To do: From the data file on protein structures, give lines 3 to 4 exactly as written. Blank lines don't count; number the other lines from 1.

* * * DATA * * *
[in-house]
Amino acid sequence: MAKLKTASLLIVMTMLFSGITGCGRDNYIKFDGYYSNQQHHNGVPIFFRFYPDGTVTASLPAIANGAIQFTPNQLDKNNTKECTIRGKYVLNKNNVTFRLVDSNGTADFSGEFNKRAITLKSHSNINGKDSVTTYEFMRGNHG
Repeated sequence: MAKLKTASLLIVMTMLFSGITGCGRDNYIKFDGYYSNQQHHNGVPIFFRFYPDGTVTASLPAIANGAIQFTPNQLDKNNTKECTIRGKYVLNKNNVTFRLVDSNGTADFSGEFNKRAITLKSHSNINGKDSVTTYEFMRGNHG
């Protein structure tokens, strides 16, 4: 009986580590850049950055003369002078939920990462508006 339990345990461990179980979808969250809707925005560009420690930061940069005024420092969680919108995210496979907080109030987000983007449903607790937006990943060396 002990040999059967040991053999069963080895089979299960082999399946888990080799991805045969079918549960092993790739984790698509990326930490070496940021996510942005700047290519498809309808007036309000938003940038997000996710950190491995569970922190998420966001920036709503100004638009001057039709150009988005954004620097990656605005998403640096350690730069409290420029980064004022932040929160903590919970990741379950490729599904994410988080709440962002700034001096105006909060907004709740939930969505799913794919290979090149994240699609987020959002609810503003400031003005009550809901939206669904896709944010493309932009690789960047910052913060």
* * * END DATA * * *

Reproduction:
Repeated sequence: MAKLKTASLLIVMTMLFSGITGCGRDNYIKFDGYYSNQQHHNGVPIFFRFYPDGTVTASLPAIANGAIQFTPNQLDKNNTKECTIRGKYVLNKNNVTFRLVDSNGTADFSGEFNKRAITLKSHSNINGKDSVTTYEFMRGNHG
């Protein structure tokens, strides 16, 4: 009986580590850049950055003369002078939920990462508006 339990345990461990179980979808969250809707925005560009420690930061940069005024420092969680919108995210496979907080109030987000983007449903607790937006990943060396 002990040999059967040991053999069963080895089979299960082999399946888990080799991805045969079918549960092993790739984790698509990326930490070496940021996510942005700047290519498809309808007036309000938003940038997000996710950190491995569970922190998420966001920036709503100004638009001057039709150009988005954004620097990656605005998403640096350690730069409290420029980064004022932040929160903590919970990741379950490729599904994410988080709440962002700034001096105006909060907004709740939930969505799913794919290979090149994240699609987020959002609810503003400031003005009550809901939206669904896709944010493309932009690789960047910052913060």